ULTEM has manufactured itself a useful place as an industrial 3D printer filament. Ultem holds its own with PEEK in strength and durability despite being much cheaper. It is a favorite for industrial manufacturers looking to cut costs.

See also: we also have a ranking of the best Ultem & PEEK 3D printers.

The History of ULTEM / PEI Filament 3D Printing

ULTEM is a brand name for Polyetherimide (PEI). PEI was developed by Joseph G. Wirth at General Electric’s Plastics Division in the 1980s, and marketed under the brand name ULTEM. In 2007, GE sold the division to SABIC, a Saudi-based manufacturer, who have been producing it ever since.

UTLEM’s properties make it a handy material for professional and commercial 3D printing. It is non-toxic and biocompatible, which makes it incredibly useful in medical applications. It also has a high tensile strength and is corrosion resistant against a range of damaging substances, making it incredibly durable.

It is also highly heat resistant, up to 340°C. Combining these factors with the fact it is biocompatible, and ULTEM is one of the most versatile thermoplastics on the market.

ULTEM / PEI filament belongs to the same family of plastics as Polyetheretherketone (PEEK), another popular 3D printing filament. The two share many properties, but there are also a number of key differentiations between them.

ULTEM 3D Printing Process

The Difference Between ULTEM and PEEK Filaments

Simply, ULTEM is PEEK’s baby brother. The two have very similar properties like their heat resistance, chemical resistance, and tensile strength, but PEEK is stronger in all of these aspects.

Both PEEK and ULTEM are highly resistant to moisture deformation, and do not produce smoke when burned, making them useful in high-temperature situations. They are both stress and crack resistant and are both very stiff, meaning they do not snap or shatter.

But while they are both renowned for their strength, PEEK outstrips ULTEM. It is a very popular 3D printing polymer because the parts are incredibly durable, and while ULTEM is no slouch in the strength department, it cannot hold a candle to PEEK.

PEEK is also far more friction resistant, meaning it can be used in heavy industry where it can withstand lots of abrasive contact.

However, this does not mean that ULTEM is completely useless. Far from it. Being slightly less temperature resistant, ULTEM is far easier to print, where PEEK’s higher temperature resistance works against it.

And the biggest feather in ULTEM’s cap is its price. PEEK is one of the most expensive 3D printing filaments around, but ULTEM filaments cost much less. We’ll explore ULTEM prices versus other thermoplastics later in the article.

For those looking to get into ULTEM 3D printing, what types of ULTEM filaments are available?

ULTEM 3D Printing Part

ULTEM 1010 vs ULTEM 9085

SABIC offers two resin-based ULTEM filaments. ULTEM 1010, and ULTEM 9085. They both possess many of the same properties, but exceed each other in a few key ways.

ULTEM 1010 is the stronger of the two, and has a higher chemical resistance. It is also slightly more heat resistant, and therefore is less prone to thermal expansion that could damage the part.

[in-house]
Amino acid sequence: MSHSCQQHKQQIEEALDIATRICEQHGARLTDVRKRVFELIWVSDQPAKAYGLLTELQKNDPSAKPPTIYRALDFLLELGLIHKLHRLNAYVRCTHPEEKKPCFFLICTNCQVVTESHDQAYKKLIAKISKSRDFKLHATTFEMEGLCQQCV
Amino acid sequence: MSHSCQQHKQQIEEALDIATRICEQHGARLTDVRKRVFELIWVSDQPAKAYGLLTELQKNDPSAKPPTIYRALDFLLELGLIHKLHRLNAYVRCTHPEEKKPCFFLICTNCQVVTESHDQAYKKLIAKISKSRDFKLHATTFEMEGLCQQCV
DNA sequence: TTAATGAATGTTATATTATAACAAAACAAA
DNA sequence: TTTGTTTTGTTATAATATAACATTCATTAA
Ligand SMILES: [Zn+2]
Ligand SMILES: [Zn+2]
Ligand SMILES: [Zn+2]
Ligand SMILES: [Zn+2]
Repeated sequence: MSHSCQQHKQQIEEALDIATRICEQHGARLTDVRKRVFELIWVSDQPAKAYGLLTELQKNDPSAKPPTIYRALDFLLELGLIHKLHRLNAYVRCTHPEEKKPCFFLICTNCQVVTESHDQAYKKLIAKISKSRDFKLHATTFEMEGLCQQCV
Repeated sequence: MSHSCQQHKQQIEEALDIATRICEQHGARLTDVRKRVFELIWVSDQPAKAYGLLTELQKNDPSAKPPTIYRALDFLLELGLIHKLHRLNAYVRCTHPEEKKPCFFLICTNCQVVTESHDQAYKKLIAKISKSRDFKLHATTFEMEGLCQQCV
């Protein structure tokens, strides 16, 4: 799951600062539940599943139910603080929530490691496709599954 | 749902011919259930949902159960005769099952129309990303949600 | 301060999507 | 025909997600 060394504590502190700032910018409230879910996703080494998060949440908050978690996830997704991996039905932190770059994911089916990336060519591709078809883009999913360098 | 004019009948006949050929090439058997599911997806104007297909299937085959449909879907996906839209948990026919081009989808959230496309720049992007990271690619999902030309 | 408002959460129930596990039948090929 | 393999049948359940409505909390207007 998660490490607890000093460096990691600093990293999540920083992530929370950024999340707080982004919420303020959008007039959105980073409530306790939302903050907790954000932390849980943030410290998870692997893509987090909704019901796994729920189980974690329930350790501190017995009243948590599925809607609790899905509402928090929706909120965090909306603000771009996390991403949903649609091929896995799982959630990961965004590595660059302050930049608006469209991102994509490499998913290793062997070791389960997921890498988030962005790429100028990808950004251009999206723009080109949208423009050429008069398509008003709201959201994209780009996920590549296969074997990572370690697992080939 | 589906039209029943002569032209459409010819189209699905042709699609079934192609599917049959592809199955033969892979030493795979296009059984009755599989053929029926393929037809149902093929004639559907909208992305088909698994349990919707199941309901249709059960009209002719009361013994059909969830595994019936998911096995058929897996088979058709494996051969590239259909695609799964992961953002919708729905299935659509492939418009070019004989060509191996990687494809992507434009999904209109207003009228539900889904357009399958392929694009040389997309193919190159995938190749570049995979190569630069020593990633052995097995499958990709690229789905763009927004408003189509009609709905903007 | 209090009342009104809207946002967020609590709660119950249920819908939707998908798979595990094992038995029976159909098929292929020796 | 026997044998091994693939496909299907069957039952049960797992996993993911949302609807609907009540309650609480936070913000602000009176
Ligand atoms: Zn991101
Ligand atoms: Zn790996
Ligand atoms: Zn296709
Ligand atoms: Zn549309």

ULTEM 9085 on the other hand, is a more accommodating material. It is bendier and ductile, making it useful for electrical applications where some controlled flexibility is required, like machining tools.

It is important to assess your project beforehand and decide which ULTEM variant is better for you.

ULTEM 3D Printing Best Practices

  • ULTEM extruder temperature: 350°C- 380°C
  • ULTEM heated bed temperature: 140°C- 160°C

While being easier to process than PEEK, ULTEM filaments can still be very tricky. There are a few considerations to make in order to get the best results.

High Heat

The high heat resistance of ULTEM means that it requires a very high extruder and bed temperature to get good results. Some say to set the extruder as high as 400°C, although the consensus is somewhere around the 360°C mark. It is also better to use a heated chamber and to set the bed temperature high as well for the  same reason.

Regardless, if it is your first time 3D printing ULTEM, it is advisable to start higher. Low heat can cause the plastic to melt improperly and clog in the extruder.

Similarly, setting the bed temperature too low makes it difficult for the material to adhere to the printer bed, ruining your print.

Decrease the temperature over multiple attempts as you feel more confident, but it’s better to be safe than sorry.

ULTEM 3D Printed Parts

Careful Drying

Cooling and drying your ULTEM part can be a difficult business. Doing this too quickly can cause the part to warp and become deformed, so a cautious approach is best.

Drying out the part in an oven at 140°C for 4 hours will help to prevent deformities and give you the best performance. Some ULTEM 3D printers have cooldown chambers built in, but for those that do not, a regular oven will suffice. This will give you the added bonus of staggering the cooldown time of the part.

Do Not Use Fans

It is very important when printing with ULTEM to keep the heat as high as possible. So, if you have them, do not use the extractor fans on your 3D printer.

ULTEM does not produce a lot of toxic fumes when printing, so this should not be too much of a hazard, but do not be tempted to put them on by the high heat.

You should print in an enclosed 3D printer with a heated build chamber in order to keep that temperature high.